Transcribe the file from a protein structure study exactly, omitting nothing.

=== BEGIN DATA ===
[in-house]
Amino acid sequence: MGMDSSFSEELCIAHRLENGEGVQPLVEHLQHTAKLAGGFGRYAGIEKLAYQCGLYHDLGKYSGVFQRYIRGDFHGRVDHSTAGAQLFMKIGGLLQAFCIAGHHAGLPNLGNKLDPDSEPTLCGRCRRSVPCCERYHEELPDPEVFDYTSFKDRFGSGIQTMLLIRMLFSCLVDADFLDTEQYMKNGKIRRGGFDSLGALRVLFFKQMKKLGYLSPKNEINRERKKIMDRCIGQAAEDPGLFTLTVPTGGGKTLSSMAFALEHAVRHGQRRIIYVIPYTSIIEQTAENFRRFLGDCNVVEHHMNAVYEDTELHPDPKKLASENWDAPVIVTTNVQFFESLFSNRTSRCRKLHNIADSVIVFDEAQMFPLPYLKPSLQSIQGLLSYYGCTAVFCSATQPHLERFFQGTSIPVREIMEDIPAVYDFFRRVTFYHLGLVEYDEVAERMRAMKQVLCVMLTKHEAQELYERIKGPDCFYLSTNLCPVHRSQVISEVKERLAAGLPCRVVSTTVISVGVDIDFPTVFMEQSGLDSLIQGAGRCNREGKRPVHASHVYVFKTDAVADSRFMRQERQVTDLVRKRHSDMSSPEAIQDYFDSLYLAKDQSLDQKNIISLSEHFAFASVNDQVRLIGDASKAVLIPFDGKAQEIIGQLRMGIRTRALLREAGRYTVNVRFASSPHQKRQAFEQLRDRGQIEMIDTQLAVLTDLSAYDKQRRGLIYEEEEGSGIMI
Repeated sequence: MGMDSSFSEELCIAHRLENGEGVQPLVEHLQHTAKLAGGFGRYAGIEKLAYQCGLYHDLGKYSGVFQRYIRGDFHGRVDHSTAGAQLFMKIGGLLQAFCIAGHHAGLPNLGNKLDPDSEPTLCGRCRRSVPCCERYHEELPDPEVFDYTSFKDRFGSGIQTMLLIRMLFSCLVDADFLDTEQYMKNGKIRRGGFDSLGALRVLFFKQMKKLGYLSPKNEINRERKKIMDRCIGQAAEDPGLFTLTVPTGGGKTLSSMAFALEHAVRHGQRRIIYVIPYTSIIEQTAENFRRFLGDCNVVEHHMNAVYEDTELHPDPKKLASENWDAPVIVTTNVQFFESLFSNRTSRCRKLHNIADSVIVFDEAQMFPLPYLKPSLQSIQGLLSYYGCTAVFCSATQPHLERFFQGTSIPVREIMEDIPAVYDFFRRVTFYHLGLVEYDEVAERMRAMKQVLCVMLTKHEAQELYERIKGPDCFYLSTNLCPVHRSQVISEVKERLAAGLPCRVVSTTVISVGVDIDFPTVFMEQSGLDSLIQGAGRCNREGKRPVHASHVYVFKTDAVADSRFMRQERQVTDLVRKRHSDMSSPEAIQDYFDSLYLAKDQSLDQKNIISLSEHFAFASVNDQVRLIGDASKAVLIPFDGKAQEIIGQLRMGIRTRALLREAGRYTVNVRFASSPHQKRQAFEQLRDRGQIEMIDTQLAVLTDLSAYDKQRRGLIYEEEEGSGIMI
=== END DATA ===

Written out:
[in-house]
Amino acid sequence: MGMDSSFSEELCIAHRLENGEGVQPLVEHLQHTAKLAGGFGRYAGIEKLAYQCGLYHDLGKYSGVFQRYIRGDFHGRVDHSTAGAQLFMKIGGLLQAFCIAGHHAGLPNLGNKLDPDSEPTLCGRCRRSVPCCERYHEELPDPEVFDYTSFKDRFGSGIQTMLLIRMLFSCLVDADFLDTEQYMKNGKIRRGGFDSLGALRVLFFKQMKKLGYLSPKNEINRERKKIMDRCIGQAAEDPGLFTLTVPTGGGKTLSSMAFALEHAVRHGQRRIIYVIPYTSIIEQTAENFRRFLGDCNVVEHHMNAVYEDTELHPDPKKLASENWDAPVIVTTNVQFFESLFSNRTSRCRKLHNIADSVIVFDEAQMFPLPYLKPSLQSIQGLLSYYGCTAVFCSATQPHLERFFQGTSIPVREIMEDIPAVYDFFRRVTFYHLGLVEYDEVAERMRAMKQVLCVMLTKHEAQELYERIKGPDCFYLSTNLCPVHRSQVISEVKERLAAGLPCRVVSTTVISVGVDIDFPTVFMEQSGLDSLIQGAGRCNREGKRPVHASHVYVFKTDAVADSRFMRQERQVTDLVRKRHSDMSSPEAIQDYFDSLYLAKDQSLDQKNIISLSEHFAFASVNDQVRLIGDASKAVLIPFDGKAQEIIGQLRMGIRTRALLREAGRYTVNVRFASSPHQKRQAFEQLRDRGQIEMIDTQLAVLTDLSAYDKQRRGLIYEEEEGSGIMI
Repeated sequence: MGMDSSFSEELCIAHRLENGEGVQPLVEHLQHTAKLAGGFGRYAGIEKLAYQCGLYHDLGKYSGVFQRYIRGDFHGRVDHSTAGAQLFMKIGGLLQAFCIAGHHAGLPNLGNKLDPDSEPTLCGRCRRSVPCCERYHEELPDPEVFDYTSFKDRFGSGIQTMLLIRMLFSCLVDADFLDTEQYMKNGKIRRGGFDSLGALRVLFFKQMKKLGYLSPKNEINRERKKIMDRCIGQAAEDPGLFTLTVPTGGGKTLSSMAFALEHAVRHGQRRIIYVIPYTSIIEQTAENFRRFLGDCNVVEHHMNAVYEDTELHPDPKKLASENWDAPVIVTTNVQFFESLFSNRTSRCRKLHNIADSVIVFDEAQMFPLPYLKPSLQSIQGLLSYYGCTAVFCSATQPHLERFFQGTSIPVREIMEDIPAVYDFFRRVTFYHLGLVEYDEVAERMRAMKQVLCVMLTKHEAQELYERIKGPDCFYLSTNLCPVHRSQVISEVKERLAAGLPCRVVSTTVISVGVDIDFPTVFMEQSGLDSLIQGAGRCNREGKRPVHASHVYVFKTDAVADSRFMRQERQVTDLVRKRHSDMSSPEAIQDYFDSLYLAKDQSLDQKNIISLSEHFAFASVNDQVRLIGDASKAVLIPFDGKAQEIIGQLRMGIRTRALLREAGRYTVNVRFASSPHQKRQAFEQLRDRGQIEMIDTQLAVLTDLSAYDKQRRGLIYEEEEGSGIMI